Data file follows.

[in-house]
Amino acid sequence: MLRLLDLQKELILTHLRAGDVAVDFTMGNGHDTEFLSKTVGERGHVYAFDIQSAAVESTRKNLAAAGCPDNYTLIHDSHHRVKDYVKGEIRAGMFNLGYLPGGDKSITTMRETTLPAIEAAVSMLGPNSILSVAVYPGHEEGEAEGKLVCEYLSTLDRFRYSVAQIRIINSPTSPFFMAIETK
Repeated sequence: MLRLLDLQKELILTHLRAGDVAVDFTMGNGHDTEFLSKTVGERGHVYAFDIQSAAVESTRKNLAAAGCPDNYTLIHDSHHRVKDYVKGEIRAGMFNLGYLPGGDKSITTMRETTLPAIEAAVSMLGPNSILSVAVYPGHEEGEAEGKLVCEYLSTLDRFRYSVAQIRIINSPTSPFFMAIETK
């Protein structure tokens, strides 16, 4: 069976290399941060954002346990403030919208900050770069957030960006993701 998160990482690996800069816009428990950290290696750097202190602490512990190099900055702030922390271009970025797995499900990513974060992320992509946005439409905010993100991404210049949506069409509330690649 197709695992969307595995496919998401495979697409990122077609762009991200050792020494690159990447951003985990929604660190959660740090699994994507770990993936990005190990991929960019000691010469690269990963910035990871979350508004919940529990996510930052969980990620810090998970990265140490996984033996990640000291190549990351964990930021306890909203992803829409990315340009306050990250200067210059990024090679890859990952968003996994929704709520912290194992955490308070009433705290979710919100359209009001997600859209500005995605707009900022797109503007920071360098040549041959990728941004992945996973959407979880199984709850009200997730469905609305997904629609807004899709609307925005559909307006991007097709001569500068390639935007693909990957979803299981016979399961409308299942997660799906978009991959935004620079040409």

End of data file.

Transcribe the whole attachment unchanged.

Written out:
[in-house]
Amino acid sequence: MLRLLDLQKELILTHLRAGDVAVDFTMGNGHDTEFLSKTVGERGHVYAFDIQSAAVESTRKNLAAAGCPDNYTLIHDSHHRVKDYVKGEIRAGMFNLGYLPGGDKSITTMRETTLPAIEAAVSMLGPNSILSVAVYPGHEEGEAEGKLVCEYLSTLDRFRYSVAQIRIINSPTSPFFMAIETK
Repeated sequence: MLRLLDLQKELILTHLRAGDVAVDFTMGNGHDTEFLSKTVGERGHVYAFDIQSAAVESTRKNLAAAGCPDNYTLIHDSHHRVKDYVKGEIRAGMFNLGYLPGGDKSITTMRETTLPAIEAAVSMLGPNSILSVAVYPGHEEGEAEGKLVCEYLSTLDRFRYSVAQIRIINSPTSPFFMAIETK
């Protein structure tokens, strides 16, 4: 069976290399941060954002346990403030919208900050770069957030960006993701 998160990482690996800069816009428990950290290696750097202190602490512990190099900055702030922390271009970025797995499900990513974060992320992509946005439409905010993100991404210049949506069409509330690649 197709695992969307595995496919998401495979697409990122077609762009991200050792020494690159990447951003985990929604660190959660740090699994994507770990993936990005190990991929960019000691010469690269990963910035990871979350508004919940529990996510930052969980990620810090998970990265140490996984033996990640000291190549990351964990930021306890909203992803829409990315340009306050990250200067210059990024090679890859990952968003996994929704709520912290194992955490308070009433705290979710919100359209009001997600859209500005995605707009900022797109503007920071360098040549041959990728941004992945996973959407979880199984709850009200997730469905609305997904629609807004899709609307925005559909307006991007097709001569500068390639935007693909990957979803299981016979399961409308299942997660799906978009991959935004620079040409």